Features

Player's death sparks change

National | Though there may be no agreement on how prevalent steroid use is in Major League Baseball, hardly anyone disputes the problem exists.

Issue: "Beginning of the end," March 29, 2003

Though there may be no agreement on how prevalent steroid use is in Major League Baseball, hardly anyone disputes the problem exists. Former major-leaguer Jose Canseco estimated three of four baseball players used steroids. New York Yankees pitcher David Wells in his autobiography claimed up to 40 percent of ballplayers used steroids.

Toxicology tests confirmed that significant amounts of an over-the-counter supplement containing the herb ephedra contributed to the heatstroke and death of Baltimore pitcher Steve Belcher. Still, ephedra is allowed by Major League Baseball, but that soon could change. Baseball Commissioner Bud Selig has already banned players with minor-league contracts from taking ephedra, and players union boss Donald Fehr has advised players not to take supplements containing the herb. The NFL and the NCAA already ban it, and the NBA could be close to banning ephedra.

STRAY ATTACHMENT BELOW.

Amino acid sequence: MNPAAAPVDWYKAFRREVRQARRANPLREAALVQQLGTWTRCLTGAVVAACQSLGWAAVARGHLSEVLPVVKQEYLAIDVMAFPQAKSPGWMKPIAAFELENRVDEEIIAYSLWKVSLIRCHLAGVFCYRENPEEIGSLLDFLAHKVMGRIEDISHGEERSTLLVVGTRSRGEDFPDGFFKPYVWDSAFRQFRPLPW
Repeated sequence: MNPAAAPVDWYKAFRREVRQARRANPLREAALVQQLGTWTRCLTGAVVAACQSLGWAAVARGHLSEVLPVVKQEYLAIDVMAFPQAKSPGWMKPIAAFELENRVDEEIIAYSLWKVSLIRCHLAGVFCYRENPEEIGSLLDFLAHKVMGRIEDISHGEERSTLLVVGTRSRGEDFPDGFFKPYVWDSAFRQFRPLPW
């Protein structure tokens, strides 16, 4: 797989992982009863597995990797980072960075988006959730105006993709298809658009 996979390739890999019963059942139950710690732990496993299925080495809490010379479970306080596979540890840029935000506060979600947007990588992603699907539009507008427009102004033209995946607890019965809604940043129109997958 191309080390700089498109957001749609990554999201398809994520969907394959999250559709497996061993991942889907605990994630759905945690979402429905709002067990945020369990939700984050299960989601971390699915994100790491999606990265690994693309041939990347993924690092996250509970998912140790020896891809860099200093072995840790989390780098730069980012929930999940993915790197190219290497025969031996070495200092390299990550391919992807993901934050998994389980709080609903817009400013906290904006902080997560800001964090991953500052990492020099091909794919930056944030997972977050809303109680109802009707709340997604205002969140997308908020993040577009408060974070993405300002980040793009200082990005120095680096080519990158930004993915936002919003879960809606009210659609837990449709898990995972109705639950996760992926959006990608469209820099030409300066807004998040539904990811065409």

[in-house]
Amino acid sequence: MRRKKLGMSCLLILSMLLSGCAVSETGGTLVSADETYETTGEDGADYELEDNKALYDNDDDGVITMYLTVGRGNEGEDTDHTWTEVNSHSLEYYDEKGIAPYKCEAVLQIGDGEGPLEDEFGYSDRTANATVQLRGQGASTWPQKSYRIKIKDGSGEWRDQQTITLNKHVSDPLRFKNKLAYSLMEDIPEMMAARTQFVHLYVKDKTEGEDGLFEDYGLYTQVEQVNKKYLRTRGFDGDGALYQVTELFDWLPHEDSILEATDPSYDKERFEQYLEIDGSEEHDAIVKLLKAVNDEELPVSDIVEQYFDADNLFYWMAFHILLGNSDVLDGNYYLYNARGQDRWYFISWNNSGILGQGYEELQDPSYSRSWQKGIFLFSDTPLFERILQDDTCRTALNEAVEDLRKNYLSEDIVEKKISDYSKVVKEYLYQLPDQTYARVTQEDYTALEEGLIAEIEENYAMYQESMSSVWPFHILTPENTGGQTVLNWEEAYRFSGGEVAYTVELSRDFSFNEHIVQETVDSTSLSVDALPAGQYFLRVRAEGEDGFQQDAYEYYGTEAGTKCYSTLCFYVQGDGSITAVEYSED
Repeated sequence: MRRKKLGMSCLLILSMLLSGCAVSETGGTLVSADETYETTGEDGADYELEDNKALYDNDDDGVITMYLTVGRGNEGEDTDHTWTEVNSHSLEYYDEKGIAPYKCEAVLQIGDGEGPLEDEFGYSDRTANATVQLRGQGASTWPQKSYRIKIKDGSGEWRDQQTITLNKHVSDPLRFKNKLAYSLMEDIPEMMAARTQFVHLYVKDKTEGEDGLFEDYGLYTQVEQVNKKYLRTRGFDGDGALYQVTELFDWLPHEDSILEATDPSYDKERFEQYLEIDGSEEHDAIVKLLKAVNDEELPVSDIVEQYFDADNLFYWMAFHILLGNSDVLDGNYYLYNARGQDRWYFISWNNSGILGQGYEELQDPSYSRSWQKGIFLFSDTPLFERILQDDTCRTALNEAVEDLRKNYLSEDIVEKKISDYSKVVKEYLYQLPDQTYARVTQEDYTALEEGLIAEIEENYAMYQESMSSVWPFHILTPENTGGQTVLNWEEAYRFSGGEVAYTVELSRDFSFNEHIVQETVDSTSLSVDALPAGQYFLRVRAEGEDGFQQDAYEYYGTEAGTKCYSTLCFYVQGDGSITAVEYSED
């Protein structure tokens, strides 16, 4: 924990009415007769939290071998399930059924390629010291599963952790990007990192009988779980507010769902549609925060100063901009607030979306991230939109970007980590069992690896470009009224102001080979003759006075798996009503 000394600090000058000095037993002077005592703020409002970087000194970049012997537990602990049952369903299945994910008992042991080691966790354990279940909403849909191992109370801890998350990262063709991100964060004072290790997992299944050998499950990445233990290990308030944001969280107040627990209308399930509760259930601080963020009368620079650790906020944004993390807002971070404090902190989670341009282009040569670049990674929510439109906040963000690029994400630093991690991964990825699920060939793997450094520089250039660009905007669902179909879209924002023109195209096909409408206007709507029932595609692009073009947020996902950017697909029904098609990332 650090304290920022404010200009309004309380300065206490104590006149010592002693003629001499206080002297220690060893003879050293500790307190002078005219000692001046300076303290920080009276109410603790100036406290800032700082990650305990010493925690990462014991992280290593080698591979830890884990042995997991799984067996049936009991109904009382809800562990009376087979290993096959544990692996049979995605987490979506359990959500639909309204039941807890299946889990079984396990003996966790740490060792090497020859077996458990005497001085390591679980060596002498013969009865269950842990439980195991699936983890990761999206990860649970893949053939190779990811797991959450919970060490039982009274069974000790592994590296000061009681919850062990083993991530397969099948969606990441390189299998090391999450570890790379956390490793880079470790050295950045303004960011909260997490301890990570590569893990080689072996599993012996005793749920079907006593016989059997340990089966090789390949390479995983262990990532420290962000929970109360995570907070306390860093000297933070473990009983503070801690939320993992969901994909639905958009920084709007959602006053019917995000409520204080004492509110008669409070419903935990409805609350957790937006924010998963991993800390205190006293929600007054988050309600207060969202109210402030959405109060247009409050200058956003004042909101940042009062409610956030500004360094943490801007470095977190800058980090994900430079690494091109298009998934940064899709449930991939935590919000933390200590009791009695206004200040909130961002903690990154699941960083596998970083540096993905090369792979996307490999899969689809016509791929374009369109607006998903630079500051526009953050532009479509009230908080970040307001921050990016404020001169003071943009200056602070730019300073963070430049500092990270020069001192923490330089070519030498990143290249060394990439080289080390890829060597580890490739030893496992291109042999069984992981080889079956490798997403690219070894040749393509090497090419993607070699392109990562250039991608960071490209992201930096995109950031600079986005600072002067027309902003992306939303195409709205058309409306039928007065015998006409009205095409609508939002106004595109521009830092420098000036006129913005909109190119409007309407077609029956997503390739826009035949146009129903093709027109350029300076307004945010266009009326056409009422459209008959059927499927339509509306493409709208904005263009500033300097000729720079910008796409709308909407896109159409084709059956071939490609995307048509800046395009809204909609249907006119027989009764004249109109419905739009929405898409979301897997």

When Belcher died in February from heatstroke, the outcry against ephedra increased. Broward County coroner Dr. Joshua Perper linked Bechler's death to a diet supplement containing the herb. After the player collapsed, a bottle of Xenadrine RFA-1 -a weight-loss product containing ephedra-was found in his locker.

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The herb speeds heart rate and constricts blood vessels, and Food and Drug Administration officials link it to about 100 deaths.

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